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  1. #1

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    Here's a video take of "Ornithology" on a beautiful blonde ES 350 from 1952 that "The Guitar Company" let me test drive for a week.

    DB


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    The Jazz Guitar Chord Dictionary
     
  3. #2

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    Nothing wrong with that, is there? Fine guitar, fine player. That's all we need to feel life is worth living.

  4. #3

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    Took me a second attempt to click on the link and listen because listening to you sometimes makes me think of giving up.....

    Nice playing and that guitar sounds great!

  5. #4

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    I'm impressed by the fact that you never seem to need to make a big jump. The notes always seem to be right under your fingers. Joe Pass is the other guitarist that I always notice that about. I always seem to be in the wrong place on the fingerboard. I admire players who master the potential of the position they are playing in.

  6. #5

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    I have always loved the late 40s/early 50s ES-350. Tremendous guitar.

  7. #6

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    DB, awesome playing. I had the opportunity to buy one of those for ~$900 back around 1980 but didn't. But an older student of mine who could barely play bought it instead. It was the 4-knob blonde version.

  8. #7

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    What do the knobs do? Doubt I’ll ever see one in person.

  9. #8

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    • Guitar company In Holland neemt 17% van het totaal voor gitaren tussen de €3500,- en meer..!!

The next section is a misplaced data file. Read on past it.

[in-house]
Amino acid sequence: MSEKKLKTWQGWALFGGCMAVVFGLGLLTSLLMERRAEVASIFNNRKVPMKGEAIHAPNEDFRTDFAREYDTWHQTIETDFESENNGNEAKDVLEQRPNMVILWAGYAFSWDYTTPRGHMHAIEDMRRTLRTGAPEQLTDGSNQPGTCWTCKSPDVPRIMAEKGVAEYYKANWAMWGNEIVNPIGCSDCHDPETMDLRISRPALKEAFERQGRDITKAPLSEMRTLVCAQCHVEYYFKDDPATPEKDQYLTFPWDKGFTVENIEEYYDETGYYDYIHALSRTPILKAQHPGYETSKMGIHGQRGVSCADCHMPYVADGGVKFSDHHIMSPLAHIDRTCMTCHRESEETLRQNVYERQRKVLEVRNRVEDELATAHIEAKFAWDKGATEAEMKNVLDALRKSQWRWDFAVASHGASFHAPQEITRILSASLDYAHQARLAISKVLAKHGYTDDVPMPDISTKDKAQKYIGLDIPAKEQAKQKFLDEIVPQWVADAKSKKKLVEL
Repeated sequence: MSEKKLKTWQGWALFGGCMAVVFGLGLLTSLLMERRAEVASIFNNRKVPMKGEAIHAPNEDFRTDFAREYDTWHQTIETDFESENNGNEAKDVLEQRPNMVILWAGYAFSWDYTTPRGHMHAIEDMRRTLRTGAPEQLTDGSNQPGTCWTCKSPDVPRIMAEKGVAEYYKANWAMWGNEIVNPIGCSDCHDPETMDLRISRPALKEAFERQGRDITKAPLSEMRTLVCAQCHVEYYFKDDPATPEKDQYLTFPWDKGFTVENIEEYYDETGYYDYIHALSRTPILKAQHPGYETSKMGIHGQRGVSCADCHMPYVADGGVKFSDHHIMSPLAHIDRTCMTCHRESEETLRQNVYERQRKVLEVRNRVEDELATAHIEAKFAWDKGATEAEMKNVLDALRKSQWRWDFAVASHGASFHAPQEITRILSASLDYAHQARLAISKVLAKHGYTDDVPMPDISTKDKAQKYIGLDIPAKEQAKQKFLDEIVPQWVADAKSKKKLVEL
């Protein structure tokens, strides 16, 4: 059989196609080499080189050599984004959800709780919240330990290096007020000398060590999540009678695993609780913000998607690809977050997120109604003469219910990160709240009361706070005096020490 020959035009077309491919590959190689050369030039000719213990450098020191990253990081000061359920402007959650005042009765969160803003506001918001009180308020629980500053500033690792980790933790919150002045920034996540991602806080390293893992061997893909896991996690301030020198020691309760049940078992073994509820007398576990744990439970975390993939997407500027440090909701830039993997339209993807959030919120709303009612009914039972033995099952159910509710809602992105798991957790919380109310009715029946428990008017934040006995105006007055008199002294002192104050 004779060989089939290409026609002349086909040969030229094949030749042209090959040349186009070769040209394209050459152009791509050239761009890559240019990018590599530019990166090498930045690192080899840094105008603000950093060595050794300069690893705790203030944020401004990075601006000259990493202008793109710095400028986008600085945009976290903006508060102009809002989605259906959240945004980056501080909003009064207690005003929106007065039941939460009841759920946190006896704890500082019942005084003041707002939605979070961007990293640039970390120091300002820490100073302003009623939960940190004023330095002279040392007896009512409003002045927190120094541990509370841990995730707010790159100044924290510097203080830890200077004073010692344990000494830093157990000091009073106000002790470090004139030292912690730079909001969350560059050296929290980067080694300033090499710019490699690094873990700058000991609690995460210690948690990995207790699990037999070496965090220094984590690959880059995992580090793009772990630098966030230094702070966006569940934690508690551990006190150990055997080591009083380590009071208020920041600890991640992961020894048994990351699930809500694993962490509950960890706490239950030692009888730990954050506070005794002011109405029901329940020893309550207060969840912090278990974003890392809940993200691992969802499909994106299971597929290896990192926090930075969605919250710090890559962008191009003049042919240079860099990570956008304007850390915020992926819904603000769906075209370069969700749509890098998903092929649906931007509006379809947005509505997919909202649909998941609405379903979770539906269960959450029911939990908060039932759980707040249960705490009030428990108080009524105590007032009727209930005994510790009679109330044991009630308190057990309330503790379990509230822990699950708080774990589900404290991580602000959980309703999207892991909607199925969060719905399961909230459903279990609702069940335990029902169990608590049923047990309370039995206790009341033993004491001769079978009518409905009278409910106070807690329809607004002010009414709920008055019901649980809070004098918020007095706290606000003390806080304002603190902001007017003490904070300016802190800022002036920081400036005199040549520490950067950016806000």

emilP
    Last edited by emilP; 01-30-2020 at 08:17 AM.

  10. #9

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    Quote Originally Posted by TedBPhx
    What do the knobs do? Doubt I’ll ever see one in person.
    I believe it's V-V-T. No selector switch until the 4-knob version.

  11. #10

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    I have always coveted a 3 knob 350. Very tasty playing Dick !

  12. #11

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    Quote Originally Posted by lawson-stone
    I'm impressed by the fact that you never seem to need to make a big jump. The notes always seem to be right under your fingers. Joe Pass is the other guitarist that I always notice that about. I always seem to be in the wrong place on the fingerboard. I admire players who master the potential of the position they are playing in.
    Thanks Lawson. I guess what you see is the result of many hours of playing and knowing the tunes well. I play my lines all over the fretboard. That was not the case when I started out. I was more a position player then. I remember having to "read" chord symbols to play my lines over many years ago. That still happens, but only if I do not know the tune well. When improvising there should be as little cognitive effort as possible. Thinking is for studying, not for playing. Big jumps on the fretboard simply require too much thought ... Also, lines connect better when they are not far apart IMHO.

    DB